What Is A Praline (And How Do You Pronounce It)?

You know how there are some words you read a million times, but then you realize that you're still not exactly sure how to say out them loud? Well, if "praline" is one of those words, there's no need to be embarrassed. Pralines, which are delicious brown sugar-based candy patties with a fudgy consistency and pecan topping, can be pronounced in one of two different ways.

If you've been saying — or thinking — the word as "pray-lean" all along, that's perfectly okay, it just means that you're aligning yourself with the Georgia axis. If you say it "prah-lean," then your accent and allegiance are trending more towards the southwest since that is how they usually pronounce the word in Louisiana and its environs. If you're saying it any other way, well, you do you (bless your little heart). No matter how you speak the word, that which we call a praline by any other name would still taste as sweet.

The history of pralines

The very earliest pralines are thought to date back to 17th-century France and may, in fact, take their name from that of the Comte du Plessis-Praslin, a nobleman who employed the chef who is said to have created them. These candies were made with almonds, but when the recipe was brought to New Orleans in the 18th century by an order of Ursuline nuns who made this New World city their new home, they adapted to using locally-grown pecans instead.

While the first American pralines were said to have been made by the nuns' proteges, they were popularized by street vendors called pralinières who sold their wares throughout the city in the 19th century. The pralinières were typically free Black women or, in some cases, enslaved ones who were permitted to earn a little money of their own on their day off. Despite being caricatured as Aunt Jemima-style "mammy" stereotypes, these praline sellers nevertheless served as an early example of entrepreneurship among both women and people of color. Still, as the 19th century gave way to the 20th, pralines, too, went corporate. One long-established company, Aunt Sally's, opened up shop in 1935 in the same French Market where pralinières had plied their trade decades before.  Aunt Sally's is still thriving nearly 90 years later, selling New Orleans' classic candies to the city's numerous tourists.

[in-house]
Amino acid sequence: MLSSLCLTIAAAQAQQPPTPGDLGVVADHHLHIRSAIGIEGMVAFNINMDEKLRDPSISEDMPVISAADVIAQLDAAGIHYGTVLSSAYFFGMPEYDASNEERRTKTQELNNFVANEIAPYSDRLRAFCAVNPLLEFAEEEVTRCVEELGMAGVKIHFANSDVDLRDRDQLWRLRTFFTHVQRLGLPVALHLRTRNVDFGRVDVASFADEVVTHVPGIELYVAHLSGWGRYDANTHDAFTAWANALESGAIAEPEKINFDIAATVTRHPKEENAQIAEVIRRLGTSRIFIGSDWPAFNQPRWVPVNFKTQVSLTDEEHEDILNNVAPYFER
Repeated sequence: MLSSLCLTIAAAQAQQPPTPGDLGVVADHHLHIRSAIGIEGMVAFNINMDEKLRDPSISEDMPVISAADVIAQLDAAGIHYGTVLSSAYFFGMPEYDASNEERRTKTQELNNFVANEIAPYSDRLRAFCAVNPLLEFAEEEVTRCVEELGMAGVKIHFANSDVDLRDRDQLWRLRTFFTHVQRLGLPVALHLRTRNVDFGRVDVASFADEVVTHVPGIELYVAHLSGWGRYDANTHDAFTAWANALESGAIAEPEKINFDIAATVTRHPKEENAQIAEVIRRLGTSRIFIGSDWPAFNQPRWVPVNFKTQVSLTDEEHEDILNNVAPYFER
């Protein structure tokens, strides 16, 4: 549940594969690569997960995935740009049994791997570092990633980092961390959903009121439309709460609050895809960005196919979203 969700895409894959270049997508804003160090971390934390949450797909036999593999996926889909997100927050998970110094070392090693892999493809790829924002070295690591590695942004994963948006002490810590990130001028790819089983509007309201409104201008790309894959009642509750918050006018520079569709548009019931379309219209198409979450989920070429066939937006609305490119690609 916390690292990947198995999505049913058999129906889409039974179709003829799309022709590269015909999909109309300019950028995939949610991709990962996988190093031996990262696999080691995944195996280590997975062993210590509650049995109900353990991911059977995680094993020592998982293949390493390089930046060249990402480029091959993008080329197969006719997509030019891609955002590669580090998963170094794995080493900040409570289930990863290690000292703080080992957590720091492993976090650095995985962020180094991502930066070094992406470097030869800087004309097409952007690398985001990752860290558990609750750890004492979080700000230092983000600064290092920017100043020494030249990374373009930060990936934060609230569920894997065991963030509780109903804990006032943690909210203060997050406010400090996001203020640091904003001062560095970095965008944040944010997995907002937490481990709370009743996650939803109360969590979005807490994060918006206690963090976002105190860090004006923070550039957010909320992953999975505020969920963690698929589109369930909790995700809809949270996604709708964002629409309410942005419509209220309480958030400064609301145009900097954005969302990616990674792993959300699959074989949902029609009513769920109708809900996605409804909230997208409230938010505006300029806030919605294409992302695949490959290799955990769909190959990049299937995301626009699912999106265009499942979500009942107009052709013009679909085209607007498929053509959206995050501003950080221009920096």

What goes into a praline?

A typical praline starts with sugar, either white, brown, or a mixture of both. (Many feel that the combination of the two leads to the best texture and flavor.) If white sugar alone is used, baking soda may also be added as it helps the paler sugar to caramelize. Butter is used to give the pralines their smooth texture, while milk helps make the candies creamy. Actual cream can also be used, as can evaporated milk. Vanilla extract also features in some, but not all, recipes, as does a pinch of salt. The subtle flavors from either or both of these elements are a matter of personal choice. 

As for the nuts, New Orleans-style pralines are made with pecans (or pe-cahns, if you want to go down another orthoepical rabbit hole). You can, of course, use any other nuts you like and you'll still have a praline, if perhaps a less traditional one. Almonds and hazelnuts would be fitting as these are in line with the praline's European roots, but pistachios, cashews, macadamias, or walnuts are also great options. Peanuts would be good, too, as well as being more budget-friendly than most other nuts, while pepitas or sunflower seeds (sans shells) can make for a praline-like candy suitable for anyone with a nut allergy.

Praline variations showcase the candy's versatility

Nuts aren't the only thing that can be switched up when you're making a praline. Once cooked, pralines can be topped with melted chocolate, or the candy patty itself can be flavored with cocoa powder. Other flavor variants include coffee, maple, peanut butter, rum, and even Tabasco sauce (itself another Louisiana specialty). We ourselves have a bourbon praline recipe that you might want to try if you're a fan of boozy candy.